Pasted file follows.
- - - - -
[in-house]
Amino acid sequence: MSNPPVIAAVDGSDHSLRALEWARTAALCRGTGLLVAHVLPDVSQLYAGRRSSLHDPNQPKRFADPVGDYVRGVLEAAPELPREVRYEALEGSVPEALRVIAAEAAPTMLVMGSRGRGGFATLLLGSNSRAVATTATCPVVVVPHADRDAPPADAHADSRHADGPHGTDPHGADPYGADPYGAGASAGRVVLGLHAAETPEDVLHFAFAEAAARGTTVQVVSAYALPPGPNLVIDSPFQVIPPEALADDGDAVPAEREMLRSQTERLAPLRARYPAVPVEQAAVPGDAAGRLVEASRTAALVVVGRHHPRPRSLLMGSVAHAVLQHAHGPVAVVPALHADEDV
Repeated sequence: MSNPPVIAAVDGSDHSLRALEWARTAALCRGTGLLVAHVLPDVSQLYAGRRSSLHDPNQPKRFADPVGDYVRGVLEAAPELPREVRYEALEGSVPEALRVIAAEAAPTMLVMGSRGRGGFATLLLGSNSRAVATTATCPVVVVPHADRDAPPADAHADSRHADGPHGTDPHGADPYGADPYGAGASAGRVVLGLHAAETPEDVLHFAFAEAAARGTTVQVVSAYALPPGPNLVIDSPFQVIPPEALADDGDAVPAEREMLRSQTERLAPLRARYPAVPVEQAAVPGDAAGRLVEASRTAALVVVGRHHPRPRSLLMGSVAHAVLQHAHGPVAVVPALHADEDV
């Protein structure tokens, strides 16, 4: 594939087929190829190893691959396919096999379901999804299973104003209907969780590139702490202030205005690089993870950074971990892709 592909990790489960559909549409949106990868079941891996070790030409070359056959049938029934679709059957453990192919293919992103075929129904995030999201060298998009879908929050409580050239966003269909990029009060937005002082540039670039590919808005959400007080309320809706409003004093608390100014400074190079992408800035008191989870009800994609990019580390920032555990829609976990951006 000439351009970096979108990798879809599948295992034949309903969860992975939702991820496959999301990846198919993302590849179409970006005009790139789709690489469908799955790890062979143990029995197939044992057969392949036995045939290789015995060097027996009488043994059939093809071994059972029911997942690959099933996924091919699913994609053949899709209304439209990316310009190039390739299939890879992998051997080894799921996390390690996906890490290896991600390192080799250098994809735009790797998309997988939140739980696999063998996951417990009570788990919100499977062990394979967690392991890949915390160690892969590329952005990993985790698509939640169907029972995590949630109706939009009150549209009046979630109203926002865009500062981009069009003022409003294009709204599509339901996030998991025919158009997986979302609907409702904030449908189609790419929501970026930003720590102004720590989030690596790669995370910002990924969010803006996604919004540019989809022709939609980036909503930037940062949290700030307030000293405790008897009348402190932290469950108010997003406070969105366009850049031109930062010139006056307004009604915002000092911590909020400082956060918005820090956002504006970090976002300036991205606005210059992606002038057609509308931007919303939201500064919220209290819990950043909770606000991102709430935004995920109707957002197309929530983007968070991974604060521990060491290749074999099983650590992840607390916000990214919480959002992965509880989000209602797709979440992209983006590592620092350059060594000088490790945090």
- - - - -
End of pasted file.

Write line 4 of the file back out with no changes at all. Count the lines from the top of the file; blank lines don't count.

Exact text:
């Protein structure tokens, strides 16, 4: 594939087929190829190893691959396919096999379901999804299973104003209907969780590139702490202030205005690089993870950074971990892709 592909990790489960559909549409949106990868079941891996070790030409070359056959049938029934679709059957453990192919293919992103075929129904995030999201060298998009879908929050409580050239966003269909990029009060937005002082540039670039590919808005959400007080309320809706409003004093608390100014400074190079992408800035008191989870009800994609990019580390920032555990829609976990951006 000439351009970096979108990798879809599948295992034949309903969860992975939702991820496959999301990846198919993302590849179409970006005009790139789709690489469908799955790890062979143990029995197939044992057969392949036995045939290789015995060097027996009488043994059939093809071994059972029911997942690959099933996924091919699913994609053949899709209304439209990316310009190039390739299939890879992998051997080894799921996390390690996906890490290896991600390192080799250098994809735009790797998309997988939140739980696999063998996951417990009570788990919100499977062990394979967690392991890949915390160690892969590329952005990993985790698509939640169907029972995590949630109706939009009150549209009046979630109203926002865009500062981009069009003022409003294009709204599509339901996030998991025919158009997986979302609907409702904030449908189609790419929501970026930003720590102004720590989030690596790669995370910002990924969010803006996604919004540019989809022709939609980036909503930037940062949290700030307030000293405790008897009348402190932290469950108010997003406070969105366009850049031109930062010139006056307004009604915002000092911590909020400082956060918005820090956002504006970090976002300036991205606005210059992606002038057609509308931007919303939201500064919220209290819990950043909770606000991102709430935004995920109707957002197309929530983007968070991974604060521990060491290749074999099983650590992840607390916000990214919480959002992965509880989000209602797709979440992209983006590592620092350059060594000088490790945090």